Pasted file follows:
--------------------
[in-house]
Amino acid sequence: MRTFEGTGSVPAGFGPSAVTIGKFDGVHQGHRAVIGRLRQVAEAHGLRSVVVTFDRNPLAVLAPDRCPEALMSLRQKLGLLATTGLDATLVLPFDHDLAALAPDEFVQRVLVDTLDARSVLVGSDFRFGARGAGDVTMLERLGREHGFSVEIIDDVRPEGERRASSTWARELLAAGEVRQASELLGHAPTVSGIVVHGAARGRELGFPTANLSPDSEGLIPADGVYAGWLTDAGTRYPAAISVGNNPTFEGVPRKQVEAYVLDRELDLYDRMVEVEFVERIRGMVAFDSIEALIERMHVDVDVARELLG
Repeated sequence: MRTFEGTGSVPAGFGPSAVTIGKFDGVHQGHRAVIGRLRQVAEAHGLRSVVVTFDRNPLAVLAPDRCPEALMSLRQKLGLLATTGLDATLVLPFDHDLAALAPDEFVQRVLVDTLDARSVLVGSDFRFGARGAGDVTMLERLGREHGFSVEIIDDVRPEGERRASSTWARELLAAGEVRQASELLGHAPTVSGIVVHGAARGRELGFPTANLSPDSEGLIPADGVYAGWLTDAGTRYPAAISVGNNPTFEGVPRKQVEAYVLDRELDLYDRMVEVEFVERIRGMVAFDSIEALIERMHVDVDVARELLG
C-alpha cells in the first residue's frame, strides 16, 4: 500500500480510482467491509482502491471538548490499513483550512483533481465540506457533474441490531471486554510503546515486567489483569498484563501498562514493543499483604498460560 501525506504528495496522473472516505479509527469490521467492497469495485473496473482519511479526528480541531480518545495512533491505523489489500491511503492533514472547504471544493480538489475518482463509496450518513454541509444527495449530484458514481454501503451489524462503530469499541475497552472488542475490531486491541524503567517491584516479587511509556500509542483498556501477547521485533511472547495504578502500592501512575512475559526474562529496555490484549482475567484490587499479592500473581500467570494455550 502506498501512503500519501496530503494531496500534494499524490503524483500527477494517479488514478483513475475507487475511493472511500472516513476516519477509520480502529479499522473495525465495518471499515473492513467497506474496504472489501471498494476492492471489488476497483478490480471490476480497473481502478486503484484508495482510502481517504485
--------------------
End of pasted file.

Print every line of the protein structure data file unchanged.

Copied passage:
[in-house]
Amino acid sequence: MRTFEGTGSVPAGFGPSAVTIGKFDGVHQGHRAVIGRLRQVAEAHGLRSVVVTFDRNPLAVLAPDRCPEALMSLRQKLGLLATTGLDATLVLPFDHDLAALAPDEFVQRVLVDTLDARSVLVGSDFRFGARGAGDVTMLERLGREHGFSVEIIDDVRPEGERRASSTWARELLAAGEVRQASELLGHAPTVSGIVVHGAARGRELGFPTANLSPDSEGLIPADGVYAGWLTDAGTRYPAAISVGNNPTFEGVPRKQVEAYVLDRELDLYDRMVEVEFVERIRGMVAFDSIEALIERMHVDVDVARELLG
Repeated sequence: MRTFEGTGSVPAGFGPSAVTIGKFDGVHQGHRAVIGRLRQVAEAHGLRSVVVTFDRNPLAVLAPDRCPEALMSLRQKLGLLATTGLDATLVLPFDHDLAALAPDEFVQRVLVDTLDARSVLVGSDFRFGARGAGDVTMLERLGREHGFSVEIIDDVRPEGERRASSTWARELLAAGEVRQASELLGHAPTVSGIVVHGAARGRELGFPTANLSPDSEGLIPADGVYAGWLTDAGTRYPAAISVGNNPTFEGVPRKQVEAYVLDRELDLYDRMVEVEFVERIRGMVAFDSIEALIERMHVDVDVARELLG
C-alpha cells in the first residue's frame, strides 16, 4: 500500500480510482467491509482502491471538548490499513483550512483533481465540506457533474441490531471486554510503546515486567489483569498484563501498562514493543499483604498460560 501525506504528495496522473472516505479509527469490521467492497469495485473496473482519511479526528480541531480518545495512533491505523489489500491511503492533514472547504471544493480538489475518482463509496450518513454541509444527495449530484458514481454501503451489524462503530469499541475497552472488542475490531486491541524503567517491584516479587511509556500509542483498556501477547521485533511472547495504578502500592501512575512475559526474562529496555490484549482475567484490587499479592500473581500467570494455550 502506498501512503500519501496530503494531496500534494499524490503524483500527477494517479488514478483513475475507487475511493472511500472516513476516519477509520480502529479499522473495525465495518471499515473492513467497506474496504472489501471498494476492492471489488476497483478490480471490476480497473481502478486503484484508495482510502481517504485